Miami Heat Schedule 2013-14: 5 Most Anticipated Games of the Regular Season
Some will likely view this as a sign of disrespect.
It is not.
You would be crazy at this point to look past the San Antonio Spurs.
Still, there's not as much reason to look forward to the Spurs' lone regular-season visit to AmericanAirlines Arena as to some other games on the Miami Heat's just-released schedule.
First, it won't come until Jan. 26.
And by then, the Spurs will have already returned to South Florida on Oct. 19.
Provided that Gregg Popovich doesn't keep his starters and key subs in San Antonio, they'll relive many of the NBA Finals memories on that evening.
If they wish, they can even stare at the spot on the floor from which Ray Allen launched the shot that saved the Heat's 2012-13 season.
By the time late January comes around, they'll be looking ahead to the next postseason, not back at the last one.
So, putting the Spurs aside, what are the most appealing games on the schedule?
Start in the Eastern Conference, which appears much more challenging now, at least at the top.
Throw in one Western Conference power, which will be eager to prove that it is still on the rise, after a disappointing end to last season.
Here are five in focus:
5. Jan. 29 vs. Oklahoma City: Kevin Durant Again Tries to Stake Claim
Dwyane Wade was unreliable.
Kevin Durant was unflappable.
The Miami Heat were unsteady.
The Oklahoma Thunder were unstoppable.
Those were the emerging storylines after Durant scored 17 of his 36 points in the fourth quarter of Game 1 of the NBA Finals, a game the Thunder won, 105-94.
The Heat haven't lost to the Thunder since.
They've taken six straight in the series, four in those NBA Finals and two in the regular season, and all have gone virtually the same way.
Durant has played well (averaging 36.5 points on 51.1 percent shooting in the two games last season), but LeBron James has been right there with him (averaging 34.0 points on 59.1 percent shooting).
Miami has consistently exploited Kendrick Perkins inside.
And—with the exception of a 43-point outburst in Game 4 of the NBA finals—Russell Westbrook hasn't been especially efficient.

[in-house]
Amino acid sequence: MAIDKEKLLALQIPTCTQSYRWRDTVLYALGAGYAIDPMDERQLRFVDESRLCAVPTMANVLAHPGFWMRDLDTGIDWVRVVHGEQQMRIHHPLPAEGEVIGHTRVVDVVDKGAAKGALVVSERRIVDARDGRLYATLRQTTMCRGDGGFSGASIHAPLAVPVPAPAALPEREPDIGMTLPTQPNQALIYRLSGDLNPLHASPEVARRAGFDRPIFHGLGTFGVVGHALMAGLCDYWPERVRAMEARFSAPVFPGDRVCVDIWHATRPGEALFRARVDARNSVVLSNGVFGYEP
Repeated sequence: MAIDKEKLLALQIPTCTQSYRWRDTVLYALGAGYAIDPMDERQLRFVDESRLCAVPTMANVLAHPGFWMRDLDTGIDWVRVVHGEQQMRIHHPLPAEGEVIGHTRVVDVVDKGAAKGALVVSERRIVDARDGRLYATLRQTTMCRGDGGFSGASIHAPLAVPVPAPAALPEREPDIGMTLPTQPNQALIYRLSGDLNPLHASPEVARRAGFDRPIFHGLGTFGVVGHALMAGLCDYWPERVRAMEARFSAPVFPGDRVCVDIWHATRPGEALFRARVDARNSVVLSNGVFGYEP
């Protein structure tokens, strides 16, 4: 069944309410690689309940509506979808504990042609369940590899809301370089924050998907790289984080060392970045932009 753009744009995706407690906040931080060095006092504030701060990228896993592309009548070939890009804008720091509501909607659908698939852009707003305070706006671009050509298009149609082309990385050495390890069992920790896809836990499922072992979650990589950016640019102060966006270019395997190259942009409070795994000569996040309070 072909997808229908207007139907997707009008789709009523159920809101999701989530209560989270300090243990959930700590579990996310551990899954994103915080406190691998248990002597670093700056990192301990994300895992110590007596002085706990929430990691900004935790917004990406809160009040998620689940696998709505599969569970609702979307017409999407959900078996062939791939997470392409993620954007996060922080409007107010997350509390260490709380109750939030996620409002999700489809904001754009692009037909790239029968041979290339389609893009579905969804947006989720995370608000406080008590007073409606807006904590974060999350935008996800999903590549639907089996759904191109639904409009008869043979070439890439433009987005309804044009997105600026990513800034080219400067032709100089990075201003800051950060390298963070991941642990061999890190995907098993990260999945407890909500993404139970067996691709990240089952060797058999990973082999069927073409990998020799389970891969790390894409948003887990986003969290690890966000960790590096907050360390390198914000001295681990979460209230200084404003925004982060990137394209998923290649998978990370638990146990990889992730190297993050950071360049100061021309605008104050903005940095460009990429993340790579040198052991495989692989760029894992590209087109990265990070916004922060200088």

The matchups seem to have shifted even more in the Heat's favor, with their roster looking much like the one from last season, but the Thunder are now missing Kevin Martin as the replacement for James Harden.
Still, it's Durant versus James.
And that's always worth watching.
4. Dec. 10 in Indiana: Pushing Match with the Pacers
When you push the defending champions to a deciding game and come up 23 points short, it's not easy to take that in stride.
Not unless you expect to get another shot.
"The great thing is we're a young team and we are past the building stage. This is really our first year tasting success. The rate we are going, we see championships soon."
George and his teammates won't get to fully prove that until the 2014 playoffs.
Still, they can get started during a nine-day stretch in December.
First, the Pacers host the Heat on Dec. 10.
Then, the Heat host the Pacers on Dec. 18.
That's just deep enough in the season to get a sense of whether Indiana's bench additions have closed the gap.
The Pacers' subs were a minus-137 in the seven-game series against the Heat, but team executives reloaded the rotation with Luis Scola, C.J. Watson and Chris Copeland.
The return of Danny Granger, as either a starter in place of Lance Stephenson or as a sixth man, and Miami's subtraction of Mike Miller, could equalize the depth comparison, or even tilt it in Indiana's favor.
Still, for the Pacers to supplant the Heat atop the Eastern Conference, George and Roy Hibbert will need to take the next step to superstar.
They'll certainly be tested in December.
3. Nov. 1 in Brooklyn: Old Foes, Same Elbows
Friday night's alright for fighting—or, at the very least, glaring.
On the first Friday of the season, the Brooklyn Nets will host the Miami Heat.